The UN debut of US President Barack Obama and appearances by the Libyan leader and Iranian president promise drama this month at the General Assembly, the annual global summit more often marked by words than action.
Unlike his predecessor, George W. Bush, Obama has vowed to work closely with the United Nations and plans to spend all or part of three days in New York, making two speeches and chairing a meeting of the UN Security Council.
There has been widespread speculation he could announce a new Middle East peace initiative and host a meeting between Israeli Prime Minister Benjamin Netanyahu and Palestinian President Mahmoud Abbas, both of them due to come to New York.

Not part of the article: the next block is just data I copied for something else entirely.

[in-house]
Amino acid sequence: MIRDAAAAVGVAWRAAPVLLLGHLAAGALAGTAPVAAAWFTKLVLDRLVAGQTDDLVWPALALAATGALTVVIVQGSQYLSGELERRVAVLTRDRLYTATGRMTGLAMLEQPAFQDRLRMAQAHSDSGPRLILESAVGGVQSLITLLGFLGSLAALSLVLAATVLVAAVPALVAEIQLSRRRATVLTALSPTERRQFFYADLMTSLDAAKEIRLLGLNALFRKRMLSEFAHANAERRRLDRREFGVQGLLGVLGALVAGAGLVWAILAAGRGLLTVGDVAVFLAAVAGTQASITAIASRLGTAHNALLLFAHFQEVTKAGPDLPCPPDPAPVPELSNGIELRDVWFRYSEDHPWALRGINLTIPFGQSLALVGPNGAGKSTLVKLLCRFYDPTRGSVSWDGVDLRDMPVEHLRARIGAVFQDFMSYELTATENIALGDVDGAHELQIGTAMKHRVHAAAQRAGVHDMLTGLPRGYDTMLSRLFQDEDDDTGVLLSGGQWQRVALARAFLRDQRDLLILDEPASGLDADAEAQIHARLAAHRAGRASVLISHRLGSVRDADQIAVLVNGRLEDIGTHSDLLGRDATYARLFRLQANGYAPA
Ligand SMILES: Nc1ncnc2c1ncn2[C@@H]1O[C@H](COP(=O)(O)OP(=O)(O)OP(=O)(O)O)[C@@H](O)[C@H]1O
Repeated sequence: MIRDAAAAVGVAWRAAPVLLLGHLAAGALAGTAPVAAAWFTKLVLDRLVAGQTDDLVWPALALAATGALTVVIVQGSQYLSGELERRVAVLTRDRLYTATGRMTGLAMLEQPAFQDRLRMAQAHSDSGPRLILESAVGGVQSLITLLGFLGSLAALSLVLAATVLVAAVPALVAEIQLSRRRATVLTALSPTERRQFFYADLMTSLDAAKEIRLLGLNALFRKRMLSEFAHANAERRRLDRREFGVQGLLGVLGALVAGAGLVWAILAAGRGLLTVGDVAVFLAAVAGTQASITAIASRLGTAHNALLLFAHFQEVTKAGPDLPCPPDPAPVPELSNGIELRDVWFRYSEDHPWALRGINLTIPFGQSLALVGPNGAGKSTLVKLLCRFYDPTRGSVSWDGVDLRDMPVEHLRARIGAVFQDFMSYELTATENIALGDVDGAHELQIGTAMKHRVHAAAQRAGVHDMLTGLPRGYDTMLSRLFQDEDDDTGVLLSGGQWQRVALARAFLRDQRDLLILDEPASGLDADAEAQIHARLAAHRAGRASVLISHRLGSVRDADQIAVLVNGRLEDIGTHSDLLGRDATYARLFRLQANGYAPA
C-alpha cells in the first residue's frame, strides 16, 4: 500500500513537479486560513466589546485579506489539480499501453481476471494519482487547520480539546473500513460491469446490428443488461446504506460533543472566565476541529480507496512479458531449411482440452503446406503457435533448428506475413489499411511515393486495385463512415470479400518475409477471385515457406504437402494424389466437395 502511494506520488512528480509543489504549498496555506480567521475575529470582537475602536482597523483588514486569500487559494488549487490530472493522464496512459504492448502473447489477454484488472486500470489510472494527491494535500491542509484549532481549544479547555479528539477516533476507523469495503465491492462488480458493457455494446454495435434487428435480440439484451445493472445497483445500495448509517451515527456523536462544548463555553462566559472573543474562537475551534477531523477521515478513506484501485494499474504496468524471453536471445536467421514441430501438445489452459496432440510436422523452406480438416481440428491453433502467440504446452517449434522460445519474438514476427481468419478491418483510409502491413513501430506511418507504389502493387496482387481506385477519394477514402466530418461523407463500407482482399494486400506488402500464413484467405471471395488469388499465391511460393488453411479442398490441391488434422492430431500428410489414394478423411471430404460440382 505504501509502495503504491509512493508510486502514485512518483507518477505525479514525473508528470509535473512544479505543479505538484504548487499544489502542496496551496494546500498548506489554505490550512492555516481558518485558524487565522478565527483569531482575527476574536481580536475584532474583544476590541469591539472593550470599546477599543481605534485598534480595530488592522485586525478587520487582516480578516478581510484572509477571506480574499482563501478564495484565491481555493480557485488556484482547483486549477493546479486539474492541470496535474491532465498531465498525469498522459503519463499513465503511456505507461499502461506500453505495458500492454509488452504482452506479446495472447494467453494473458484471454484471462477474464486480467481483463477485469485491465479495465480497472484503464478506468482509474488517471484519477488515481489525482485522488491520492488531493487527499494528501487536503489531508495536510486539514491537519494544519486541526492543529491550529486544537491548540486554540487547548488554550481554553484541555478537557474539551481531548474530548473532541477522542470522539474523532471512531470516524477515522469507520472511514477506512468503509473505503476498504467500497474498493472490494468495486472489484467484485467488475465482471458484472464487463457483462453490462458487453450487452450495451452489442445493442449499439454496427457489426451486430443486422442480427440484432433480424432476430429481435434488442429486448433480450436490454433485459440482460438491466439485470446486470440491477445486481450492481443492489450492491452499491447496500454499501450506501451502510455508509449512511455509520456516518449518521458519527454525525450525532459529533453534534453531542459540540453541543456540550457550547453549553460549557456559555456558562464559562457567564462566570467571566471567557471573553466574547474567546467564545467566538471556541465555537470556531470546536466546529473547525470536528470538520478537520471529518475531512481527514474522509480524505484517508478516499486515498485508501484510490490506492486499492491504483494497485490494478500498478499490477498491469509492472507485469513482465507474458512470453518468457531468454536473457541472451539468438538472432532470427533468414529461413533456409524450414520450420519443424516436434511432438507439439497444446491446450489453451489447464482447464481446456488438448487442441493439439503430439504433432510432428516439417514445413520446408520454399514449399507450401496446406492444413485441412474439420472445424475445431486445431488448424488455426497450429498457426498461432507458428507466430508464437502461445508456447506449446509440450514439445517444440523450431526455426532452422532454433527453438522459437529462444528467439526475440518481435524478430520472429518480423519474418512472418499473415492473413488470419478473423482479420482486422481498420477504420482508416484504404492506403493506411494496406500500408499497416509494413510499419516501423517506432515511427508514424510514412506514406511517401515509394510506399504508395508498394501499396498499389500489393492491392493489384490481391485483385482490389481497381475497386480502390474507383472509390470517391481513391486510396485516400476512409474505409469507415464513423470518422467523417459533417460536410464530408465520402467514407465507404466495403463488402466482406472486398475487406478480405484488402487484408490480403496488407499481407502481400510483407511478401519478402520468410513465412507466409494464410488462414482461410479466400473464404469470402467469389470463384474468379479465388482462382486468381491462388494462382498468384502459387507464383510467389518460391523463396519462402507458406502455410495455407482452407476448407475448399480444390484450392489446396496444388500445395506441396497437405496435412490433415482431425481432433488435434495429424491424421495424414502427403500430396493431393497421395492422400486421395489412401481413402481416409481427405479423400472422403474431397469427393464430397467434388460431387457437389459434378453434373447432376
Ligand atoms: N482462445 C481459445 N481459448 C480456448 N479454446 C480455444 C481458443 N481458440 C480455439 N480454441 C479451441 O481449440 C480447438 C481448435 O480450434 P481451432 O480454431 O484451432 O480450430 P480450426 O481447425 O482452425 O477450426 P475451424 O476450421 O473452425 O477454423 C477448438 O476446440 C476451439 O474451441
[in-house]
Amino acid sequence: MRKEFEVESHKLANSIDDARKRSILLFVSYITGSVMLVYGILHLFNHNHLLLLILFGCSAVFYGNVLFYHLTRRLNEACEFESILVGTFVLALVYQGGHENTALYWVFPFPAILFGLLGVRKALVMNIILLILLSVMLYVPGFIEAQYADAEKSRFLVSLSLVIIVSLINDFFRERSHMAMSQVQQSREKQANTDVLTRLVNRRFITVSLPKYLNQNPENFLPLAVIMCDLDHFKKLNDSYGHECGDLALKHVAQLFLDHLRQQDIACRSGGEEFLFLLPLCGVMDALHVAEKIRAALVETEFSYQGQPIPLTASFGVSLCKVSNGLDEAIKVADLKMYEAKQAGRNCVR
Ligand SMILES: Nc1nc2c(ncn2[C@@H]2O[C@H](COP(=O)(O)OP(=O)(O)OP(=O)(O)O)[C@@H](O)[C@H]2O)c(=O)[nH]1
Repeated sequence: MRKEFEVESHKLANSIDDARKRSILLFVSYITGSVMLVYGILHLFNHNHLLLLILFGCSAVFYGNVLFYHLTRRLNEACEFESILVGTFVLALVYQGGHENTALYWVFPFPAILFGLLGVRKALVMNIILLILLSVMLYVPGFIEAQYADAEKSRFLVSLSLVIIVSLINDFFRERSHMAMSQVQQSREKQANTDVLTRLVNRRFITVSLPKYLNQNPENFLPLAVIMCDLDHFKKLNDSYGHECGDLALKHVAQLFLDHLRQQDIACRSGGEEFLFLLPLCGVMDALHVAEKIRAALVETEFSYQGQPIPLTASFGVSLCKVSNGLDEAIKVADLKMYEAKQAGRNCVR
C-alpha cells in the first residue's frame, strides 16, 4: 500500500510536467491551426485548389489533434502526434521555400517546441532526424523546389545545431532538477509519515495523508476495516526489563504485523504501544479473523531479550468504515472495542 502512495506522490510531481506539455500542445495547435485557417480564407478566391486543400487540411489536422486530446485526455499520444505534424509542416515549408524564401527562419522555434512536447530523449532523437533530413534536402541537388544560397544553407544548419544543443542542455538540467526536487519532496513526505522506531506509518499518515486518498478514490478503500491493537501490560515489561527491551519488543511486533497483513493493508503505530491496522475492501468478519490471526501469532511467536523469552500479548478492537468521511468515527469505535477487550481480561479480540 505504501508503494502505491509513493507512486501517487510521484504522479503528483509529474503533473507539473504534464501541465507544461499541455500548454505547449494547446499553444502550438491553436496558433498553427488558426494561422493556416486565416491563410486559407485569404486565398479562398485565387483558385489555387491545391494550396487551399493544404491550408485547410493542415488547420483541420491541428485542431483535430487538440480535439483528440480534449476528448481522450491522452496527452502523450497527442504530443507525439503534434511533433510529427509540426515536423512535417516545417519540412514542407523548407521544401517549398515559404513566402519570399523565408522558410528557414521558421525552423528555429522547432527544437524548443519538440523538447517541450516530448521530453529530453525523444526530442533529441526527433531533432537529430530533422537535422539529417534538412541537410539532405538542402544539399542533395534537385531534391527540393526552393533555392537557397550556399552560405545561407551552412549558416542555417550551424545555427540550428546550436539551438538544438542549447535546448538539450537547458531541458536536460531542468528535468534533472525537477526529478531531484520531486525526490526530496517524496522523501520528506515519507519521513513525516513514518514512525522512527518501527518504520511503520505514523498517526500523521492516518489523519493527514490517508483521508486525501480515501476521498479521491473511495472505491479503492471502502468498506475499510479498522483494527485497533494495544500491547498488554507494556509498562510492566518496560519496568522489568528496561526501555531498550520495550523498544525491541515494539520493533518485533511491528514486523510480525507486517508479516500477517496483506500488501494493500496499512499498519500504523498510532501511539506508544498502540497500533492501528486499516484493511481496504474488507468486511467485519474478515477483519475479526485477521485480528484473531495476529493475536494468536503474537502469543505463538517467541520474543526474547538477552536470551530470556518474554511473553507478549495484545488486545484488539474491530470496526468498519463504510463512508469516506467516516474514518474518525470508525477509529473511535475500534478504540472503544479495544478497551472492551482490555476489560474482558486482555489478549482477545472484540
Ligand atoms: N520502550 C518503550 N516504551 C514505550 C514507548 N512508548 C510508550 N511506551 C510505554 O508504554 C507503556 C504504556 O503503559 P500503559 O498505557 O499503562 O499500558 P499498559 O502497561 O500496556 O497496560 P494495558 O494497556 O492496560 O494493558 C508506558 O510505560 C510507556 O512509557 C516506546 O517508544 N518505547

Libyan leader Muammar Gaddafi and Iranian President Mahmoud Ahmadinejad have both landed speaking slots on the key opening day — Wednesday, September 23 — of the assembly debate, when Obama, the presidents of France, Russia and China, and Britain's prime minister will also speak.
Russian President Dmitry Medvedev and Chinese President Hu Jintao will be addressing the assembly for the first time. They sent lower-level officials in past years, but this year they and others are visiting New York en route to the Sept. 24-25 G20 summit in Pittsburgh.